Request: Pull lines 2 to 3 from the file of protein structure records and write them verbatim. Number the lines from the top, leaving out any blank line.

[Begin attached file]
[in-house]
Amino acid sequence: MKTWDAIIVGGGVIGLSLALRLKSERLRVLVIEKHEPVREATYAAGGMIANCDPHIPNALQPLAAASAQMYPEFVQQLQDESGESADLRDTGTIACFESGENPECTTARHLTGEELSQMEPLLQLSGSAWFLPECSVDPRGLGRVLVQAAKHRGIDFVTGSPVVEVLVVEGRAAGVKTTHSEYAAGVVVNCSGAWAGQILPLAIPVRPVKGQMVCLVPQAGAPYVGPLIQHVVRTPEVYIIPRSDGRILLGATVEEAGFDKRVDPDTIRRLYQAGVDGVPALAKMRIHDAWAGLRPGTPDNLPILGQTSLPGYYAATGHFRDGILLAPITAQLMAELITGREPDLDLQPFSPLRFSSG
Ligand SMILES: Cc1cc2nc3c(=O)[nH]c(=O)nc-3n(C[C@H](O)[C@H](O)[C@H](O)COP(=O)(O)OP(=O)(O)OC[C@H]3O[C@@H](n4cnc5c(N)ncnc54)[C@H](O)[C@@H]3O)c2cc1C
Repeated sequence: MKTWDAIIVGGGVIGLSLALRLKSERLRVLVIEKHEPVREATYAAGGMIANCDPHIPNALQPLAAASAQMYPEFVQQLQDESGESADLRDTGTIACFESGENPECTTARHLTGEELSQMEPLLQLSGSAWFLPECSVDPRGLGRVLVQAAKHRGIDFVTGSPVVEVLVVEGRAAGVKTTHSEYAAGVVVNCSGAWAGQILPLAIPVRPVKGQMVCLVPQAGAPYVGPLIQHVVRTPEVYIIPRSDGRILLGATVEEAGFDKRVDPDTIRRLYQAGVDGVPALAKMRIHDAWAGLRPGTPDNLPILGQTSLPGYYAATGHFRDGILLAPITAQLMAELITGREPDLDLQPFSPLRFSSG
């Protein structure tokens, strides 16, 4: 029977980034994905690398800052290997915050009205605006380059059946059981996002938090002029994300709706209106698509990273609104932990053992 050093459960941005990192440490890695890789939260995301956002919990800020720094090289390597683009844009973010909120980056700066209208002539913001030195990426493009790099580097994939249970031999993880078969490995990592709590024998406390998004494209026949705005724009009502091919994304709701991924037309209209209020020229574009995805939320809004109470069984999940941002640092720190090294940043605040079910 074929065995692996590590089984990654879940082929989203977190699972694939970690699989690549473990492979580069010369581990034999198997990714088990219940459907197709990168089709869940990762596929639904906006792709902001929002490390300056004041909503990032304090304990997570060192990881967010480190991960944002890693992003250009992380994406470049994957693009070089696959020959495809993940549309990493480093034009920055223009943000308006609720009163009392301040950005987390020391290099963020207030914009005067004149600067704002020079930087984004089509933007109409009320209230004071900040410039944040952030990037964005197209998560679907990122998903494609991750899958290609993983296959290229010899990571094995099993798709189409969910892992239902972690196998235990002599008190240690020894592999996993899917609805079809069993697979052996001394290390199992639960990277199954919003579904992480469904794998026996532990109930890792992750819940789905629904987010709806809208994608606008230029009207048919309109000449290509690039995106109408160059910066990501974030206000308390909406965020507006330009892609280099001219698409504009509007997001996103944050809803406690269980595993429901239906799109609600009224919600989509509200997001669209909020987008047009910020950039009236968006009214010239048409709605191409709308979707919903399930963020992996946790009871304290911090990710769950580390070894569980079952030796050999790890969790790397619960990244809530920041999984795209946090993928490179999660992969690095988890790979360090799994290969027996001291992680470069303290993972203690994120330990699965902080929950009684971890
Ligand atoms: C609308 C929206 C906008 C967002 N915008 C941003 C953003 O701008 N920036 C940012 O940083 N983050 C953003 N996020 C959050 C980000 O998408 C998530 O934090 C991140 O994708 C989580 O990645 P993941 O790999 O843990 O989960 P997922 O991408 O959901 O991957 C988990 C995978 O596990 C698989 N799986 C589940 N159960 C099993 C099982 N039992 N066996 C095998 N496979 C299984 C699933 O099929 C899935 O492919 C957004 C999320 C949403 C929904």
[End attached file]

Amino acid sequence: MKTWDAIIVGGGVIGLSLALRLKSERLRVLVIEKHEPVREATYAAGGMIANCDPHIPNALQPLAAASAQMYPEFVQQLQDESGESADLRDTGTIACFESGENPECTTARHLTGEELSQMEPLLQLSGSAWFLPECSVDPRGLGRVLVQAAKHRGIDFVTGSPVVEVLVVEGRAAGVKTTHSEYAAGVVVNCSGAWAGQILPLAIPVRPVKGQMVCLVPQAGAPYVGPLIQHVVRTPEVYIIPRSDGRILLGATVEEAGFDKRVDPDTIRRLYQAGVDGVPALAKMRIHDAWAGLRPGTPDNLPILGQTSLPGYYAATGHFRDGILLAPITAQLMAELITGREPDLDLQPFSPLRFSSG
Ligand SMILES: Cc1cc2nc3c(=O)[nH]c(=O)nc-3n(C[C@H](O)[C@H](O)[C@H](O)COP(=O)(O)OP(=O)(O)OC[C@H]3O[C@@H](n4cnc5c(N)ncnc54)[C@H](O)[C@@H]3O)c2cc1C